Editor’s note: This essay appeared in Capitalism and the Common Good According Michael Novak: A Law and Liberty Symposium on First Things
In his recent essay on the legacy of Michael Novak, First Things editor Rusty Reno has explained to longtime subscribers to Richard John Neuhaus’ old magazine where Reno is going with it and why.
Though conservatives are often portrayed as strong supporters of the free market, not all of them are. Now and in the past, many individuals have happily embraced the conservative label while expressing strong reservations about, if not outright rejection of, market economies.
Even so I’ve noticed, as someone who identifies very much as a conservative, that skepticism of markets among conservatives has swelled in recent years. The financial crisis of late 2007 to 2009 and the subsequent recession have hardened an attitude—including among conservatives—that free markets are essentially unfair, facilitate unhealthy cultural trends, and leave many people on life’s economic margins.
I met the late Michael Novak as the lone Protestant attending the first Tertio Millennio Seminar. The first year it was a month-long seminar held in Liechtenstein. The basic form continues today, with around ten U.S. students joining around twenty European students. The European students that first year were mainly eastern Europeans; it was just a few years after the wall fell. Joining Novak in organizing the first seminar were George Weigel, Fr. Richard John Neuhaus, Rocco Buttiglione, and Fr. Maciej Zieba, OP.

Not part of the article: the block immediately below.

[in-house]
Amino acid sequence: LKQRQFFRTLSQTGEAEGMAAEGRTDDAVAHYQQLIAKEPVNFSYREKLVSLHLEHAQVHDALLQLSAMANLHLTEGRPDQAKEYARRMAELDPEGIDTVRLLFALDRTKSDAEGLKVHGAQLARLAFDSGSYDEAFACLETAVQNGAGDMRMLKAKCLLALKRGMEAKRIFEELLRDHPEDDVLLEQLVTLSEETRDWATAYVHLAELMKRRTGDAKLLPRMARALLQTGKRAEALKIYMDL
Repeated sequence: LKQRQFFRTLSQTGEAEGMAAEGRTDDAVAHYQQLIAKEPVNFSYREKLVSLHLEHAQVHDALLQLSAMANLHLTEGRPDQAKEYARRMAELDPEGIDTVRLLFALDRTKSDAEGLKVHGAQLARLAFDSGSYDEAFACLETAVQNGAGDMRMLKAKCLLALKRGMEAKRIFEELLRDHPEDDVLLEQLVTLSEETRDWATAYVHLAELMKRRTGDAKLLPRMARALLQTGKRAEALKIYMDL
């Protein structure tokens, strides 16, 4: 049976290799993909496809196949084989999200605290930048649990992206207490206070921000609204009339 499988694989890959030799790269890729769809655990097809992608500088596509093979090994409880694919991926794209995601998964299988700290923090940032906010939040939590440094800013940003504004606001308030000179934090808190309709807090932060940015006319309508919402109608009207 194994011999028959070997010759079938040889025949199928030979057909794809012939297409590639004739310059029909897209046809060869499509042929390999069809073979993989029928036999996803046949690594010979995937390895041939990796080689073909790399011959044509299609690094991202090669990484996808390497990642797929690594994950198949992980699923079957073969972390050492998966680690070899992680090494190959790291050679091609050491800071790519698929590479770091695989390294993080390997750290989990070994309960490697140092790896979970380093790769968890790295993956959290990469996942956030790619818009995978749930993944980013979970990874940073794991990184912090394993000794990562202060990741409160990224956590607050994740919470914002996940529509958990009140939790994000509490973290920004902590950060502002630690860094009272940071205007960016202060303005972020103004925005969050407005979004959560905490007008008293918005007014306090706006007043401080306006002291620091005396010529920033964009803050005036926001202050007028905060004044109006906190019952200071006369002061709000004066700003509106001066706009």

The centerpiece of the seminar was focused study of Pope John Paul II’s encyclical, Centesimus Annus and, more broadly, Catholic social doctrine and teaching. Several American works were included at the time as well, including a couple of essays from The Federalist and a few selections from Novak’s book, The Spirit of Democratic Capitalism.
Brian Domitrovic reviews The Battle of Bretton Woods in our Books section this week, and alerts us to a side of Keynes you may not have seen before. Domitrovic notes as well that the strength of the IMF only grows with each international financial crisis. The IMF never lets a crisis go to waste. Mark Tushnet at Balkinization tells us with regard to the Obamacare employer mandate delay that there is no dispensing power violation contra Michael McConnell's claim. Tushnet says it's just really complicated, the IRS issued an order for "transition relief" that most folks don't know about. Comforting. Bradley Smith:…